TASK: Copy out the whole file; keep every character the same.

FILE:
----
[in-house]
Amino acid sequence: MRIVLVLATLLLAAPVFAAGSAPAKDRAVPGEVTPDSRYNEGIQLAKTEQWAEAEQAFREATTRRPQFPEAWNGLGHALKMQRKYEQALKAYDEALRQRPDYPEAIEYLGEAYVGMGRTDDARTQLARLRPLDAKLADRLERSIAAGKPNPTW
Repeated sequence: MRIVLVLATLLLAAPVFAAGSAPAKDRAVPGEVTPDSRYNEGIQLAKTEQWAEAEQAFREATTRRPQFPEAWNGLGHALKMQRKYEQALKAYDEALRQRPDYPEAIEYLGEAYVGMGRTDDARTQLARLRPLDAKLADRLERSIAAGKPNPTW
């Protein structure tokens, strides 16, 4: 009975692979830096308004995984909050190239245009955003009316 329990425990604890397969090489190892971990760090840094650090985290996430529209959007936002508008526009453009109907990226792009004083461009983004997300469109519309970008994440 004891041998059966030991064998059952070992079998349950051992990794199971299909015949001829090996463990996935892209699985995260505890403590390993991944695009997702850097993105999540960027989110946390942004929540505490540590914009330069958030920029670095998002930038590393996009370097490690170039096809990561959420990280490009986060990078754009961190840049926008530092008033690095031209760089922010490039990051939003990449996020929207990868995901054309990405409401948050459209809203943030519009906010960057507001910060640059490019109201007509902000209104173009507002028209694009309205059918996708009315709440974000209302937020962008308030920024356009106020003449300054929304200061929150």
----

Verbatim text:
[in-house]
Amino acid sequence: MRIVLVLATLLLAAPVFAAGSAPAKDRAVPGEVTPDSRYNEGIQLAKTEQWAEAEQAFREATTRRPQFPEAWNGLGHALKMQRKYEQALKAYDEALRQRPDYPEAIEYLGEAYVGMGRTDDARTQLARLRPLDAKLADRLERSIAAGKPNPTW
Repeated sequence: MRIVLVLATLLLAAPVFAAGSAPAKDRAVPGEVTPDSRYNEGIQLAKTEQWAEAEQAFREATTRRPQFPEAWNGLGHALKMQRKYEQALKAYDEALRQRPDYPEAIEYLGEAYVGMGRTDDARTQLARLRPLDAKLADRLERSIAAGKPNPTW
């Protein structure tokens, strides 16, 4: 009975692979830096308004995984909050190239245009955003009316 329990425990604890397969090489190892971990760090840094650090985290996430529209959007936002508008526009453009109907990226792009004083461009983004997300469109519309970008994440 004891041998059966030991064998059952070992079998349950051992990794199971299909015949001829090996463990996935892209699985995260505890403590390993991944695009997702850097993105999540960027989110946390942004929540505490540590914009330069958030920029670095998002930038590393996009370097490690170039096809990561959420990280490009986060990078754009961190840049926008530092008033690095031209760089922010490039990051939003990449996020929207990868995901054309990405409401948050459209809203943030519009906010960057507001910060640059490019109201007509902000209104173009507002028209694009309205059918996708009315709440974000209302937020962008308030920024356009106020003449300054929304200061929150």